By Jordy Yager - 06/09/11 10:22 PM EDT
Rep. Peter King (R-N.Y.) on Thursday announced the second in the House Homeland Security Committee’s series of hearings on radicalization within the American-Muslim community.
The hearing, entitled “The Threat of Muslim-American Radicalization in U.S. Prisons” is slated for next Wednesday and is expected to focus closely on the Muslim population incarcerated in prisons throughout the country.
“We will focus on a number of the serious cases in which radicalized current and former inmates have planned and launched attacks or attempted to join overseas Islamic terrorist organizations.”
King caused a public furor in March with his first hearing on the issue of radicalization, as nearly 100 of his Democratic House colleagues pleaded with him to cancel it. Critics of the hearing held that it would create further division between Muslim-Americans and government officials, including law enforcement agencies.
King called the hearing a success and said that it proved to be “informative and educational.” King had said all along that his intent was to spur a more vigorous conversation within the Muslim-Americans about ways in which it could better help to thwart radicalization efforts within their community.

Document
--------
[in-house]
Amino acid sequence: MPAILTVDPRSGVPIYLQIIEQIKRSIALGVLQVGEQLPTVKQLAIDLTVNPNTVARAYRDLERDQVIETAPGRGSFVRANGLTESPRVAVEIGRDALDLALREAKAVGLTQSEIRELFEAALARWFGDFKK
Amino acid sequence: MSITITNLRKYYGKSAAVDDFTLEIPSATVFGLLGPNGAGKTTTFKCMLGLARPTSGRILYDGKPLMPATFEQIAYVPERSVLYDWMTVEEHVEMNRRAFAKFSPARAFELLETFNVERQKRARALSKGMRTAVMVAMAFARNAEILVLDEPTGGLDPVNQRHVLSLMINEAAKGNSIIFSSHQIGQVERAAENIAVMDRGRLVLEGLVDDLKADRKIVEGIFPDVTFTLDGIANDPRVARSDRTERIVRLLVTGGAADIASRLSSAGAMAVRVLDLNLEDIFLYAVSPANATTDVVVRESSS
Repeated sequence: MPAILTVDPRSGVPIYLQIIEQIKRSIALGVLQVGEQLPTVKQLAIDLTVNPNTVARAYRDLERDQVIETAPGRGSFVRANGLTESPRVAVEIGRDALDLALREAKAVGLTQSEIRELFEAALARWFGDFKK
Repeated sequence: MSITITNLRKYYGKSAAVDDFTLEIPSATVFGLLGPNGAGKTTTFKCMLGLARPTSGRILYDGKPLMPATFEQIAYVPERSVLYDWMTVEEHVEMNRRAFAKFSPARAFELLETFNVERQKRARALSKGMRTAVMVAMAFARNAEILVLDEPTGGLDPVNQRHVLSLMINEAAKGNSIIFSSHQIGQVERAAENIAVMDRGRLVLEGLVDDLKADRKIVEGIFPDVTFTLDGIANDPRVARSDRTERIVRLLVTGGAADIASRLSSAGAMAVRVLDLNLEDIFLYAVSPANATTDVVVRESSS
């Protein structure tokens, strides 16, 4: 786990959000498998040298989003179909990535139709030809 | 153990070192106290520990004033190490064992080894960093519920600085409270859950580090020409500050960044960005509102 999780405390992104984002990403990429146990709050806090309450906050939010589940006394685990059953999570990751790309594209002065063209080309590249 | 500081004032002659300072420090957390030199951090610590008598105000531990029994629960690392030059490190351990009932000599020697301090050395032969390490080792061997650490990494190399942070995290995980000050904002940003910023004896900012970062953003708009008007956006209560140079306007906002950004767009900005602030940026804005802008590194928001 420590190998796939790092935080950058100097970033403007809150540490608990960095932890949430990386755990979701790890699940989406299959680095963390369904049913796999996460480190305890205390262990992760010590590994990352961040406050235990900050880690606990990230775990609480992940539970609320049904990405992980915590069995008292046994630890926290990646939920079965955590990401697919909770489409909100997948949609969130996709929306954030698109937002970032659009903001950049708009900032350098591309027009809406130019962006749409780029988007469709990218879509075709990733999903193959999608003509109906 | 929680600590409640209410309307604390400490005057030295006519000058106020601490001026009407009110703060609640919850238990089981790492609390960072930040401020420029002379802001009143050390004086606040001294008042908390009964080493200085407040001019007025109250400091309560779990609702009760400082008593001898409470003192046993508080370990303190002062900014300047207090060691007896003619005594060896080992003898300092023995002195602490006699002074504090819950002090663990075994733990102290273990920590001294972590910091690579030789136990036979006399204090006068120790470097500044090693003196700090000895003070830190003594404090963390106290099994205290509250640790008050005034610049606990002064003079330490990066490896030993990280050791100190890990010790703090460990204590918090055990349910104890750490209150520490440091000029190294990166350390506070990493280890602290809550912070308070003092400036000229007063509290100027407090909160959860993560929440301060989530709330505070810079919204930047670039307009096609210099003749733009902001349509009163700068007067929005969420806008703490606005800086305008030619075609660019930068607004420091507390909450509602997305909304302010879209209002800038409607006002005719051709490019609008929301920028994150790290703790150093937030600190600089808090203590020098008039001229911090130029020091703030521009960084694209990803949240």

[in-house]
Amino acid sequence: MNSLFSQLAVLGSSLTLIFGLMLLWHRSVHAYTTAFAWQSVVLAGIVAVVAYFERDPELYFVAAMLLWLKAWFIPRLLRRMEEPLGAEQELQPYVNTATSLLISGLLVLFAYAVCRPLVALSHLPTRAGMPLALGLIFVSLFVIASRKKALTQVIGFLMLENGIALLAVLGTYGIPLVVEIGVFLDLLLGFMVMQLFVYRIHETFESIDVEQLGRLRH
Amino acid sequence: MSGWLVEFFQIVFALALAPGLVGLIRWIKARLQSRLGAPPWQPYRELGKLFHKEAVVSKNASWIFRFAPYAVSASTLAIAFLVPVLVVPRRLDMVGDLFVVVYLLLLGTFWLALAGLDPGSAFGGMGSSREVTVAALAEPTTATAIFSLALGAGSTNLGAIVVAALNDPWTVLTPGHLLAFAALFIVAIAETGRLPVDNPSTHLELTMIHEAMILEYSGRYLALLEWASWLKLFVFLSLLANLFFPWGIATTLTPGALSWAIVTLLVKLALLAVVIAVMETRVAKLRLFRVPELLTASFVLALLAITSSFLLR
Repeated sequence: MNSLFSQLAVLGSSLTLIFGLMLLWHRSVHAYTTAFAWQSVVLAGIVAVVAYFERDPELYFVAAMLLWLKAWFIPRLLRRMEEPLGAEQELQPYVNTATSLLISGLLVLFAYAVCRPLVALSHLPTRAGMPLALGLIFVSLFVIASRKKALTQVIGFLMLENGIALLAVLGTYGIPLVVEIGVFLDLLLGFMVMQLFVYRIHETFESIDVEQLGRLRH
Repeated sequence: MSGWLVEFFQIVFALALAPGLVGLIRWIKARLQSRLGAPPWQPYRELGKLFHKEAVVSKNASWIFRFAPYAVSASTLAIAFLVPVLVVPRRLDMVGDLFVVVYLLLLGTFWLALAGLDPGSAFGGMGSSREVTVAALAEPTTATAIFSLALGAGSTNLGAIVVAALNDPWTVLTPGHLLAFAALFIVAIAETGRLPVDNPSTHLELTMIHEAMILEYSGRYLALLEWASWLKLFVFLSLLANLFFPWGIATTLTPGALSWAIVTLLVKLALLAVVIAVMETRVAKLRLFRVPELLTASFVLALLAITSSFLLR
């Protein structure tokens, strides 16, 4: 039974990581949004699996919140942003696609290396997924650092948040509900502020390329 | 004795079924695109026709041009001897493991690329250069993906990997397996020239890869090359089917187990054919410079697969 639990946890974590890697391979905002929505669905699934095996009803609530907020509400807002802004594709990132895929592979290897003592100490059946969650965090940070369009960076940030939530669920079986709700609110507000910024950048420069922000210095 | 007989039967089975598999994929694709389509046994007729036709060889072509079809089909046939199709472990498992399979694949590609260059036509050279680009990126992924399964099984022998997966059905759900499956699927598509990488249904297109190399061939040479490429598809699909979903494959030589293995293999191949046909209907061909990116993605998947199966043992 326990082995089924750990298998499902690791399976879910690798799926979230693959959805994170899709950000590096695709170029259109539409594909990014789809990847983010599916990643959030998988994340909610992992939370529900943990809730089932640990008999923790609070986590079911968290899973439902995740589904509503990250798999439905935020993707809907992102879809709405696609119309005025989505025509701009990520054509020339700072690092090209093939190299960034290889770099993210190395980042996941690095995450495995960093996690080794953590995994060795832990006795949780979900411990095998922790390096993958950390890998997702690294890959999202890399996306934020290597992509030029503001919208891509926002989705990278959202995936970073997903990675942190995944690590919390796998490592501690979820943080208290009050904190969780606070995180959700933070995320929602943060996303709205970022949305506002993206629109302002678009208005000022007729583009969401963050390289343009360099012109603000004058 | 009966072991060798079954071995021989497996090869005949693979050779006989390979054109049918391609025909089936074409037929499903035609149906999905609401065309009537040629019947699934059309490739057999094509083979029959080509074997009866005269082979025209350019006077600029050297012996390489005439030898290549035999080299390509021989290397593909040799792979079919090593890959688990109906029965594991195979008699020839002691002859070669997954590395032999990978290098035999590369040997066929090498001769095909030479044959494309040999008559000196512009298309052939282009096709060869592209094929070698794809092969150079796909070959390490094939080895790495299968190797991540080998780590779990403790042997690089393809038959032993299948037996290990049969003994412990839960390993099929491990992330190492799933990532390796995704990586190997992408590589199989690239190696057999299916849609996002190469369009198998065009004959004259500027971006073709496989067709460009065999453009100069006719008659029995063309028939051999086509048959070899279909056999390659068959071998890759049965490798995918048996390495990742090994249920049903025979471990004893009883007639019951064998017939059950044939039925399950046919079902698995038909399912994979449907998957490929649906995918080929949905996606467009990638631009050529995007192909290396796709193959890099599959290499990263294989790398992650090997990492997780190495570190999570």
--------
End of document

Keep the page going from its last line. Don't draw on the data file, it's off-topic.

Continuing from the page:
King received full backing from his leaders to address the issue, he said. And the 10-term lawmaker said he never wavered from his plan to hold the hearing, even in the face of a stream of threatening phone calls, some from overseas
An L.A. County sheriff testified, along with the father of an accused terrorist, an uncle of another accused terrorist and the president of the American Islamic Forum for Democracy. The first Muslim elected to Congress, Rep. Keith Ellison (D-Minn.), also testified and at one point broke into tears as he discussed an American-Muslim man who helped save people in and around the World Trade Center on Sept. 11, 2001.
King’s staff has not finalized the witness list for next Wednesday’s hearing, but the lawmaker said, “We will hear testimony from both U.S. and international experts on the issue and from those intimately involved in recent prison radicalization cases."